Illustration of a doctor in an exam room working on a computer

Why this matters:

Biomedical engineers design solutions that improve outcomes for patients. To meet this objective, they need to mitigate potential risks and abide by regional legislation meant to keep people safe. Failing to comply with these laws can result in fines or legal action against your organization, so it’s important the candidate is already well-versed in them.

What to listen for:

  • Knowledge of biotechnology and medical device marketing regulations or guidelines in your region
  • Commitment to following general industry best practices for patient safety and confidentiality    
  • Understanding of the consequences of failing to comply with legislation

Why this matters:

Biomedical engineering encompasses a number of subspecialities. While the candidate may not work heavily in imaging, this question can gauge their technical understanding of core concepts, particularly on the medical side. What’s more, imaging technologies are relevant to many facets of the field, making medical imaging an important, versatile skill.

What to listen for:

  • Knowledge of specific technologies, like magnetic resonance imaging, electron microscopy, or fluoroscopy
  • Familiarity with potential applications for these technologies
  • Prior experience working with or improving upon these technologies, like designing software and circuits, is a plus

Why this matters:

Biomedical engineers often use computer-aided design (CAD) software to create new devices or therapies. If the candidate already has experience with the software your organization uses, it can reduce their learning curve when starting out. That said, this isn’t a requirement. Simply knowing one software well can make learning other programs much easier.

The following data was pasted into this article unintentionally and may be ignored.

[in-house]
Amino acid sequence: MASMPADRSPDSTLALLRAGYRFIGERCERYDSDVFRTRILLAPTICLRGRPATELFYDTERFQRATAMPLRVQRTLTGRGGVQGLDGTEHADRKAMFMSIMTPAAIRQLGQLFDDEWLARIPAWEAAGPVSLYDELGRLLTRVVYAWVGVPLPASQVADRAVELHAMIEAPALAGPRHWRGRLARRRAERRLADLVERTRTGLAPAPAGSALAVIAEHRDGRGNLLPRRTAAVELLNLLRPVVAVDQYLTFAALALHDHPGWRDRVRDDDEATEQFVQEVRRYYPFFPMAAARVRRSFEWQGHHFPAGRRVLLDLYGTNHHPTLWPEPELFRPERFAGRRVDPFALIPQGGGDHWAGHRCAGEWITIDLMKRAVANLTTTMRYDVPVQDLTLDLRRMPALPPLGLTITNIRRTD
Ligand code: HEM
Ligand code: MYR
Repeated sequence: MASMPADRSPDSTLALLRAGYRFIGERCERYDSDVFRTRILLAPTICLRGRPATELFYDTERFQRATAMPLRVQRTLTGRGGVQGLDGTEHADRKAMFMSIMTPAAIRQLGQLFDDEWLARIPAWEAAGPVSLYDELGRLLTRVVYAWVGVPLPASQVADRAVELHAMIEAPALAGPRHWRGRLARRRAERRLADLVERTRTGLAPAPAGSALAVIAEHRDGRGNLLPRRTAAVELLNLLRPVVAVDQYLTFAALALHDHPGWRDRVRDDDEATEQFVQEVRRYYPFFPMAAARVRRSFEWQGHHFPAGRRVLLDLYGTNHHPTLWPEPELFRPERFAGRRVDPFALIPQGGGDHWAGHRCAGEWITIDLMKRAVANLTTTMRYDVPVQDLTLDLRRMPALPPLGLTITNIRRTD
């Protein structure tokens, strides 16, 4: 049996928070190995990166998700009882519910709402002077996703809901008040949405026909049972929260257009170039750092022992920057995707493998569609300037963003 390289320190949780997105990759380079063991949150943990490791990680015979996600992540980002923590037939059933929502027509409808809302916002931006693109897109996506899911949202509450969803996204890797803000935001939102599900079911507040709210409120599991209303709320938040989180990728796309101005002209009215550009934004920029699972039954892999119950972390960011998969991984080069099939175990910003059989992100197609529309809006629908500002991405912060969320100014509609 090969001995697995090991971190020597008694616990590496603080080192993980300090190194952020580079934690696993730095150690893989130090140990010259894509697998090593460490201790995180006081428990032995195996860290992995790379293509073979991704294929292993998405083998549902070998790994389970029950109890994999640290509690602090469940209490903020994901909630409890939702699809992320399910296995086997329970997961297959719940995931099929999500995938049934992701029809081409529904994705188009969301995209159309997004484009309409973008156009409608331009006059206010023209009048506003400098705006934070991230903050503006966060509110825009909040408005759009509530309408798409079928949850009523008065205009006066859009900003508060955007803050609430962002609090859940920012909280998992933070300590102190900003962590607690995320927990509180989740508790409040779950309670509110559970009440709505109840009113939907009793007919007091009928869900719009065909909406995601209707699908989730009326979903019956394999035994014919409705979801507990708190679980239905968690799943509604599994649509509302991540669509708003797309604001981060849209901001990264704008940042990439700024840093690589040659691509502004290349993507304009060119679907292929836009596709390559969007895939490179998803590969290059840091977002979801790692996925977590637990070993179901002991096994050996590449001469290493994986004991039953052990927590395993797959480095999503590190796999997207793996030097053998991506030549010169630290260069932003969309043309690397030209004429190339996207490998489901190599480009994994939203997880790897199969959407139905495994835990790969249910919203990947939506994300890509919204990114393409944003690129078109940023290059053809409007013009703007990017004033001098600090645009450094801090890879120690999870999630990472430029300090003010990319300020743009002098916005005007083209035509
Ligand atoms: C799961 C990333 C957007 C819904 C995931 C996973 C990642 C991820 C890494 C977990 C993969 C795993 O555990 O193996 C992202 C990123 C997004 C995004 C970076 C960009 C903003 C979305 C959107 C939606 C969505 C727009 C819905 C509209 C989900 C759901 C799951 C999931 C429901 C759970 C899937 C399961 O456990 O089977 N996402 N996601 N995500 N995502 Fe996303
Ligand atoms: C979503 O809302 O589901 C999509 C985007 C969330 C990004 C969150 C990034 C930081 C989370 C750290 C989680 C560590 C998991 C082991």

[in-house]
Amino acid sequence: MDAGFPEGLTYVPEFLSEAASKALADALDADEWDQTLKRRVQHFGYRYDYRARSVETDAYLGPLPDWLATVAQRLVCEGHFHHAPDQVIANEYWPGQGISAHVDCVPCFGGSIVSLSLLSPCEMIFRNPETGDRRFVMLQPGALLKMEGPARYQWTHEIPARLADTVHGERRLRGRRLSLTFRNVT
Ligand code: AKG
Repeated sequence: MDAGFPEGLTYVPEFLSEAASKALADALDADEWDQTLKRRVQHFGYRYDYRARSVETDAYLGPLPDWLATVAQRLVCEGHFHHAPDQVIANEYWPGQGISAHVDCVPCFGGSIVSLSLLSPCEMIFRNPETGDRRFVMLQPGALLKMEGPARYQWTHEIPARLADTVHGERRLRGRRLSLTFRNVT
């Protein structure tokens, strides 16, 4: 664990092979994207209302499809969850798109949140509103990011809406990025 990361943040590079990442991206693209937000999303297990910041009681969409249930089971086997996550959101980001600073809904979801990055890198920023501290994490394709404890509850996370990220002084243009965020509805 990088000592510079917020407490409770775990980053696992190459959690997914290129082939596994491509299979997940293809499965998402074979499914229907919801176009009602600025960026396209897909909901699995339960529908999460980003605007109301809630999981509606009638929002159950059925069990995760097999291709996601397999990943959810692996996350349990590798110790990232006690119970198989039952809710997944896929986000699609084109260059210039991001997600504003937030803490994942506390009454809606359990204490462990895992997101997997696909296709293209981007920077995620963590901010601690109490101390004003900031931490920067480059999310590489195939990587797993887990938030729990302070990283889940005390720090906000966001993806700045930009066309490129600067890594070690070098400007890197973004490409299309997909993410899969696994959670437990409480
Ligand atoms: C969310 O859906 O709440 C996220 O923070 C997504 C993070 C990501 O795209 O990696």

What to listen for:

  • Experience using CAD software like SolidWorks, AutoCAD, and Abaqus FEA
  • A willingness to learn new programs, which indicates that the candidate values growth and learning
  • Experience with the software your team uses is a plus, but not a requirement

Why this matters:

Biomedical engineers often have to troubleshoot software, devices, and technologies that aren’t performing properly. The candidate’s response to this question can provide insight into how they confront challenges and approach problem solving. Ideally, they’ll persevere in the face of obstacles, exercising both creativity and critical thinking.

What to listen for:

  • Resilience when facing challenges and determination to complete the task at hand 
  • Experience drawing on technical and cross-discipline knowledge to devise out-of-the-box solutions
  • Willingness to ask for help when needed

 

Why this matters:

The process of turning a mere idea into a working solution can be difficult, but it’s a key part of any biomedical engineer’s job. Setbacks are part of the scientific journey, and engineers can’t be easily discouraged. Stellar candidates will embrace an iterative development process and stay motivated when faced with technical, regulatory, or administrative obstacles.

 

What to listen for:

  • Commitment to seeing an idea through to completion
  • Adaptability and a willingness to pivot when initial plans don’t work out